Yesterday The Grocer magazine marked it's 150th birthday by studying the prices of select items in relation to the prices paid in 1862- the study made for some interesting reading and tells us as much about life today as it does about life 150 years ago.
Incredibly back in the Victorian era it was typical for a family to spend a third of their income on food- something unimaginable by today’s standards where our food 'spend' has been eclipsed by our soaring fuel bills, the cost of running a car, insurance and even leisure costs. The cost of the commodities we buy may have soared but in comparison the cost of food has dropped markedly and we no longer have to consider remortgaging the house if we want to splash out on a mango.
In the Victorian area, aside from the things that could survive weeks at sea- almost all our food came from these Isles- so besides things like Nutmeg we were pretty self sufficient. This was of course before many of the developments upon which modern farming is built- the land was farmed as intensively as possible but without the pesticides, fertilizers, medicines, machinery and vast fields of today farming and the production of food was much more reliant on more basic things such as man (and woman) power, resourcefulness, a decent horse, good weather and a lot of luck.
It had lots of downsides; a drought or a flood could send wheat prices soaring and make bread a greater luxury and the high costs meant millions went hungry, many were malnourished and some starved. A burgeoning and increasingly industrialised population needed cheap food and farming raced to keep up with feeding all those hungry framework knitters.
Our countryside still had lots of farmland birds- but during the Victorian era their populations were already in decline- the trade-off between our wildlife and our need to feed a predominantly urban population had begun- and it’s rumbled on ever since. On the plus side our great-great-grandparents probably didn’t starve to death but on the downside you have to travel a long way to encounter a corncrake.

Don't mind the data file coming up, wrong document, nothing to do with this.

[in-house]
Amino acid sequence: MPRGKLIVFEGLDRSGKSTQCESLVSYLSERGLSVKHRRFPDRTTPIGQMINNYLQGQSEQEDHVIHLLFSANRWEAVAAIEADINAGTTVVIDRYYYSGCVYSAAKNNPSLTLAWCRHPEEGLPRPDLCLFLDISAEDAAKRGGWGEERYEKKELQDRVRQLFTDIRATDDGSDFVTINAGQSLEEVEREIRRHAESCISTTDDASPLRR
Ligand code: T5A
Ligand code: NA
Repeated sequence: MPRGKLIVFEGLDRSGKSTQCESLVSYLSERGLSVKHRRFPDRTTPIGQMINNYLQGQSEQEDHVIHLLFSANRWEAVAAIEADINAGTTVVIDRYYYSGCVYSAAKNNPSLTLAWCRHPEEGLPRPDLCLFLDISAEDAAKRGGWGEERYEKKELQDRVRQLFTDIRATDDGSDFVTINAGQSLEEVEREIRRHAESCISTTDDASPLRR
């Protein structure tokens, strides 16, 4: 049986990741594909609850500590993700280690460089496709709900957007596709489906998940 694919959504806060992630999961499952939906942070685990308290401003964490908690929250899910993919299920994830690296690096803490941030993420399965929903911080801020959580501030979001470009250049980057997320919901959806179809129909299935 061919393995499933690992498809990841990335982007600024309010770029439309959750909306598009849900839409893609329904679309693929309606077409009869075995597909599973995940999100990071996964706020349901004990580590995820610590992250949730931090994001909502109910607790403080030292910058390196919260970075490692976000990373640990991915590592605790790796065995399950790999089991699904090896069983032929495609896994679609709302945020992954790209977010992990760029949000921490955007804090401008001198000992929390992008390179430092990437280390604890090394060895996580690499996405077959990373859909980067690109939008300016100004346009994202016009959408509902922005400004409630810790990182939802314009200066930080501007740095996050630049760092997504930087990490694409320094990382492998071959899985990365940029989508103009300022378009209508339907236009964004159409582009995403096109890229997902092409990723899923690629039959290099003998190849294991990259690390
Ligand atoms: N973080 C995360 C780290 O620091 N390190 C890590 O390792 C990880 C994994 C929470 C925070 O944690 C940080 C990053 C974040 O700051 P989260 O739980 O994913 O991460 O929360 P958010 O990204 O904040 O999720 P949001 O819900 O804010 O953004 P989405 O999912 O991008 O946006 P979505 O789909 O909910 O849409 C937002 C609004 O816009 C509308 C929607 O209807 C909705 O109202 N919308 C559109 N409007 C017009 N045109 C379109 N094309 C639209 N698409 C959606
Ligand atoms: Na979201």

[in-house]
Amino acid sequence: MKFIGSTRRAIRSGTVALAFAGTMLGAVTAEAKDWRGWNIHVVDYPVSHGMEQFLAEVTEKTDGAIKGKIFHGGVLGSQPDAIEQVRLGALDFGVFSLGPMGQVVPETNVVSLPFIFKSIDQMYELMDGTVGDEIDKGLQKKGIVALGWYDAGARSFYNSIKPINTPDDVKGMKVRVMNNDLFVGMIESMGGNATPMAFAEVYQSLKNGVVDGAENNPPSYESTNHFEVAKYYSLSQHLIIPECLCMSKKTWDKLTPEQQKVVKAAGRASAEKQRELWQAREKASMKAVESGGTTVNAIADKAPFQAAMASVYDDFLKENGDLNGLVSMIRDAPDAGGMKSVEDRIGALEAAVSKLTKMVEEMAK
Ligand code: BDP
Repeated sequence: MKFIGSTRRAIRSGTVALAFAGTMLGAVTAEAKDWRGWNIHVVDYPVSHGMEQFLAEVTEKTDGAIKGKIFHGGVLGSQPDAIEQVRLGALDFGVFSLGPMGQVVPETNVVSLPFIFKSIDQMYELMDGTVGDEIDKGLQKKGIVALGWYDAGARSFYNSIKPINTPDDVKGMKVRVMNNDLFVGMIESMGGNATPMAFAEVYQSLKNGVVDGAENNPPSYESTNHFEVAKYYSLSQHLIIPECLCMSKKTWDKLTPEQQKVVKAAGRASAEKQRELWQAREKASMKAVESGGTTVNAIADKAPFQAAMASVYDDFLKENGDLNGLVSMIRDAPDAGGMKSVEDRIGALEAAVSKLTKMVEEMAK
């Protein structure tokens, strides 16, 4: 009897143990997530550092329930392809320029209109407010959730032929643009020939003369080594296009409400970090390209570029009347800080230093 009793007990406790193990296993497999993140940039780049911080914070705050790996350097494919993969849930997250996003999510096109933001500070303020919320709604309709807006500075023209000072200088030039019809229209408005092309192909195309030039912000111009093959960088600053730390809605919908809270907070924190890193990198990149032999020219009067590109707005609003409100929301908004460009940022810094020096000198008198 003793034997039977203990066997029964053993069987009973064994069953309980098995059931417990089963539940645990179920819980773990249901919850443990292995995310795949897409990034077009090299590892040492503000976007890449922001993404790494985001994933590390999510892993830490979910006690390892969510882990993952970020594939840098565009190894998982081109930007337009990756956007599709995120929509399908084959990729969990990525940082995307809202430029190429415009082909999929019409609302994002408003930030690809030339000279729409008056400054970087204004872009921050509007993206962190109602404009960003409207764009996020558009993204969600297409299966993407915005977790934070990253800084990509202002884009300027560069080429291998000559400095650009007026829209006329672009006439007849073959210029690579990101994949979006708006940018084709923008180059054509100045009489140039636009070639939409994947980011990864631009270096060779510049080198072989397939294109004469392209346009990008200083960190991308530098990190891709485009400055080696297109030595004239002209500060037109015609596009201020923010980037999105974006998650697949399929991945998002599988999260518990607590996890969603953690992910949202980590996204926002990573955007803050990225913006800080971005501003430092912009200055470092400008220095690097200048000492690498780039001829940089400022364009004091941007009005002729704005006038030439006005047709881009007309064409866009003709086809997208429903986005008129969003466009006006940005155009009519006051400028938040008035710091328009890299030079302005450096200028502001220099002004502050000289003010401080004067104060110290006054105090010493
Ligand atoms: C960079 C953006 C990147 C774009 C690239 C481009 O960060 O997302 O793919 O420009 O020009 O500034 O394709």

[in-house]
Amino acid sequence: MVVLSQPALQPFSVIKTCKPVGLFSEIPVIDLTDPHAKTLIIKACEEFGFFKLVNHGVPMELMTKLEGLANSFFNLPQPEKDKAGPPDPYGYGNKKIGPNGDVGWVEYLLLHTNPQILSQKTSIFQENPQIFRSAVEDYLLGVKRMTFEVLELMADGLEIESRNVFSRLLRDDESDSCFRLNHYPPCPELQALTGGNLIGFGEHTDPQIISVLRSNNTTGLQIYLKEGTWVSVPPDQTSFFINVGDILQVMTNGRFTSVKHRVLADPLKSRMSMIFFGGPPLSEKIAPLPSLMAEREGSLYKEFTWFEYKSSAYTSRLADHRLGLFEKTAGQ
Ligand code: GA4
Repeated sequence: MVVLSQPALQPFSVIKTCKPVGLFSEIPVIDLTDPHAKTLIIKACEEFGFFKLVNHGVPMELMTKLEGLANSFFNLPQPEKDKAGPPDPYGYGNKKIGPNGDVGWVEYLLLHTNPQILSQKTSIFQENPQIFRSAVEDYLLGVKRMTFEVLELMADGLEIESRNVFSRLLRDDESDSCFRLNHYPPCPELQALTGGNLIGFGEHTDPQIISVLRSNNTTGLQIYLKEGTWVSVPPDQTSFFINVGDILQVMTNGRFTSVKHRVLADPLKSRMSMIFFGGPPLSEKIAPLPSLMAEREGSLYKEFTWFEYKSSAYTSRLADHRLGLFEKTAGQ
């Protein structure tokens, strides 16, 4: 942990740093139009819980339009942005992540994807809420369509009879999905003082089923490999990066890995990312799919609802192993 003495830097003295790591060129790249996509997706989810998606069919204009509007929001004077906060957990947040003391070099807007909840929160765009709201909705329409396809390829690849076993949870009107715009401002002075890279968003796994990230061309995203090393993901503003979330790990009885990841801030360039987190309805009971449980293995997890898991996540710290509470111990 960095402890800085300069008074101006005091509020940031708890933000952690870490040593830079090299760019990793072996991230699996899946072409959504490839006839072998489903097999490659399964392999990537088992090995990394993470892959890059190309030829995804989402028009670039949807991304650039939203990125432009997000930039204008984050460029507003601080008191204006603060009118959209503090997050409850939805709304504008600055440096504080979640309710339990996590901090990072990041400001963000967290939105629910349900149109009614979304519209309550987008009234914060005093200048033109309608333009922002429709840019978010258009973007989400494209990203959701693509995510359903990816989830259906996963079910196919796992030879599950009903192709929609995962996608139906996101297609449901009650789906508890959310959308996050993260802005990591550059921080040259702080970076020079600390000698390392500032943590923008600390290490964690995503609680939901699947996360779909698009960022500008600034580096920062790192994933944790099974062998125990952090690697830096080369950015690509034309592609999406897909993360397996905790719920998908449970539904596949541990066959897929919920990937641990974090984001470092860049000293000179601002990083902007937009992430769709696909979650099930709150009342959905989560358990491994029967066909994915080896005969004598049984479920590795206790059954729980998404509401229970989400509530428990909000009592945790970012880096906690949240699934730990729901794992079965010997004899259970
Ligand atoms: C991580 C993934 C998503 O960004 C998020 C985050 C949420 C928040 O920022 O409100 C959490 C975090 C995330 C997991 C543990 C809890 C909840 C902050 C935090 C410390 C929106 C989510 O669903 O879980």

And that’s sort of where we’re at today- the decline of farmland species continues, but instead of paying a lot for food, we’re paying a little- and for many of us it still seems too much. Acquiring food has become less about survival and more about begrudgingly paying yet another household bill- it’s a notion perpetuated by the supermarkets where seemingly low prices are emblazoned across our TVs, magazines, billboards, buses and brains in an attempt to get us through the supermarket door.
But when you think about it, when you actually break down your shopping bill, our food IS cheap- so cheap we take it for granted, we over indulge and we waste it. Anyone who’s ever tried growing a few vegetables will testify that it’s not easy and it’s not cheap- yet we rarely stop and ask ourselves how some of these intriguingly uniform vegetables can be grown, transported, clean, packaged and sold to us for so little- and yet STILL allow a bumper profit for the retailer. If we did stop and think we’d realise it’s the farmer who is forced to produce something for next to nothing and share the burden with our dwindling birds.
So this year, lets try to make a conscious effort to think about where our food comes from, all of it. We’re getting good at being suspicious of cheap meat, and some of us have got better at checking how far our haricot beans have travelled, where our chicken was reared, or how our fish was caught. It’s good to scrutinise, in fact scrutinising your food is a good thing for UK farmers. British food is produced relatively near to you, and to a high standard.
Farmers that are paid fairly don’t have to scrape a small profit by damaging our environment. They’re also better placed to reverse this long-standing trend and help out our farmland birds. Best of all if we ask the right questions, make the right demands, and where necessary pay a little bit more we can still have inexpensive food, happier farmers, and an improved environment- something our poor mango-deprived forbears could only dream of.